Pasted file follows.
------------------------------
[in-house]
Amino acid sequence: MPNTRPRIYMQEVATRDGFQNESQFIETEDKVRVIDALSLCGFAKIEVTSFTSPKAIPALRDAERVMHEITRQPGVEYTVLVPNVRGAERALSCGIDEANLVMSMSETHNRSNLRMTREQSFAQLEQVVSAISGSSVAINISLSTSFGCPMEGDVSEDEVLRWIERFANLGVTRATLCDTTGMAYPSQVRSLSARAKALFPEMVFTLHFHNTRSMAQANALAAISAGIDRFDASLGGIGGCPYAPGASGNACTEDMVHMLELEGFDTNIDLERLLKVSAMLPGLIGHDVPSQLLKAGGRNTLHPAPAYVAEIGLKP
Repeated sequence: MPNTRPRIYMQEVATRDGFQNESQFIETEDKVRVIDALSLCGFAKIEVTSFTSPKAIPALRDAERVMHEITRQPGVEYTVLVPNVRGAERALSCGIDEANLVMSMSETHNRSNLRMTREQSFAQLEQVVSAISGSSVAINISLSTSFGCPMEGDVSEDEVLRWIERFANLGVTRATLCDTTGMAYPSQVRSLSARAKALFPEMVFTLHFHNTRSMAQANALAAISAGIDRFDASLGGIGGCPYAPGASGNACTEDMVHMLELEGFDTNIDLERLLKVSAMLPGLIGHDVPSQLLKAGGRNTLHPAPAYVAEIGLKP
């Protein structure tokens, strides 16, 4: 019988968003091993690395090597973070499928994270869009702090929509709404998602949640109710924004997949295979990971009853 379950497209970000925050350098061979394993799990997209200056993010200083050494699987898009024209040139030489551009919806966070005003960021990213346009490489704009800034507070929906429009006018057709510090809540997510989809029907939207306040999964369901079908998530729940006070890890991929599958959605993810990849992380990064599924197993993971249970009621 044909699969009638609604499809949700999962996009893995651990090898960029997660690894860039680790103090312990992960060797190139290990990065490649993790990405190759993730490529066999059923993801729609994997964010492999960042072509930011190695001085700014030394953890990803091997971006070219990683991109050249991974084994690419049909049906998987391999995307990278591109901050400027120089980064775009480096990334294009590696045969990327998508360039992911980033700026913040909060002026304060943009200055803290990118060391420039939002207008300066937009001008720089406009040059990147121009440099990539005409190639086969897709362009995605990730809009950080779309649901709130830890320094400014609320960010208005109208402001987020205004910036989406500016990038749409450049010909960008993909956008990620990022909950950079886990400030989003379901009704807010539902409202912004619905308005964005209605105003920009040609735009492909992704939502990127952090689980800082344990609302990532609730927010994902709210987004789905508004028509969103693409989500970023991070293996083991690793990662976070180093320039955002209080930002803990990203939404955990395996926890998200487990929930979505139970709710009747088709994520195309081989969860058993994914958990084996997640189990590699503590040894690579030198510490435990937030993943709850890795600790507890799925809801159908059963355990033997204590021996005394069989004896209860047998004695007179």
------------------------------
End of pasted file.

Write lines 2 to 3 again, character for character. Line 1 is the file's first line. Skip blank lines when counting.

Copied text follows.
Amino acid sequence: MPNTRPRIYMQEVATRDGFQNESQFIETEDKVRVIDALSLCGFAKIEVTSFTSPKAIPALRDAERVMHEITRQPGVEYTVLVPNVRGAERALSCGIDEANLVMSMSETHNRSNLRMTREQSFAQLEQVVSAISGSSVAINISLSTSFGCPMEGDVSEDEVLRWIERFANLGVTRATLCDTTGMAYPSQVRSLSARAKALFPEMVFTLHFHNTRSMAQANALAAISAGIDRFDASLGGIGGCPYAPGASGNACTEDMVHMLELEGFDTNIDLERLLKVSAMLPGLIGHDVPSQLLKAGGRNTLHPAPAYVAEIGLKP
Repeated sequence: MPNTRPRIYMQEVATRDGFQNESQFIETEDKVRVIDALSLCGFAKIEVTSFTSPKAIPALRDAERVMHEITRQPGVEYTVLVPNVRGAERALSCGIDEANLVMSMSETHNRSNLRMTREQSFAQLEQVVSAISGSSVAINISLSTSFGCPMEGDVSEDEVLRWIERFANLGVTRATLCDTTGMAYPSQVRSLSARAKALFPEMVFTLHFHNTRSMAQANALAAISAGIDRFDASLGGIGGCPYAPGASGNACTEDMVHMLELEGFDTNIDLERLLKVSAMLPGLIGHDVPSQLLKAGGRNTLHPAPAYVAEIGLKP